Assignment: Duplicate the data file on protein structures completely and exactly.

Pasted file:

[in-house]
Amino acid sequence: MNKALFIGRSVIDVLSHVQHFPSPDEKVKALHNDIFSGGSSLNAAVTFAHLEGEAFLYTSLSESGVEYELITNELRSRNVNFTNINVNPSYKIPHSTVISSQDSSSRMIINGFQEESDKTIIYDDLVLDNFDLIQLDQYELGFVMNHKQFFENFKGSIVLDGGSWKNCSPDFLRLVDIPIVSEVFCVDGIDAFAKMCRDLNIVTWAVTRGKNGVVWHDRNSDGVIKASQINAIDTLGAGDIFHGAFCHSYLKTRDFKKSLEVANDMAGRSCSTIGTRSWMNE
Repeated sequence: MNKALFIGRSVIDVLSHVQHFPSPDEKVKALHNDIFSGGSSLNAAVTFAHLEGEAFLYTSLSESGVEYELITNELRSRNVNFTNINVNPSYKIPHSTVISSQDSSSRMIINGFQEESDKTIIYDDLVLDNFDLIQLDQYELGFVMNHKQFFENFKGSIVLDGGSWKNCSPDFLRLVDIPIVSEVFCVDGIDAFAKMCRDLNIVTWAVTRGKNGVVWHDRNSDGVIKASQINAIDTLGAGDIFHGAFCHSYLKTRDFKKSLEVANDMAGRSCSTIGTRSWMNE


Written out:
[in-house]
Amino acid sequence: MNKALFIGRSVIDVLSHVQHFPSPDEKVKALHNDIFSGGSSLNAAVTFAHLEGEAFLYTSLSESGVEYELITNELRSRNVNFTNINVNPSYKIPHSTVISSQDSSSRMIINGFQEESDKTIIYDDLVLDNFDLIQLDQYELGFVMNHKQFFENFKGSIVLDGGSWKNCSPDFLRLVDIPIVSEVFCVDGIDAFAKMCRDLNIVTWAVTRGKNGVVWHDRNSDGVIKASQINAIDTLGAGDIFHGAFCHSYLKTRDFKKSLEVANDMAGRSCSTIGTRSWMNE
Repeated sequence: MNKALFIGRSVIDVLSHVQHFPSPDEKVKALHNDIFSGGSSLNAAVTFAHLEGEAFLYTSLSESGVEYELITNELRSRNVNFTNINVNPSYKIPHSTVISSQDSSSRMIINGFQEESDKTIIYDDLVLDNFDLIQLDQYELGFVMNHKQFFENFKGSIVLDGGSWKNCSPDFLRLVDIPIVSEVFCVDGIDAFAKMCRDLNIVTWAVTRGKNGVVWHDRNSDGVIKASQINAIDTLGAGDIFHGAFCHSYLKTRDFKKSLEVANDMAGRSCSTIGTRSWMNE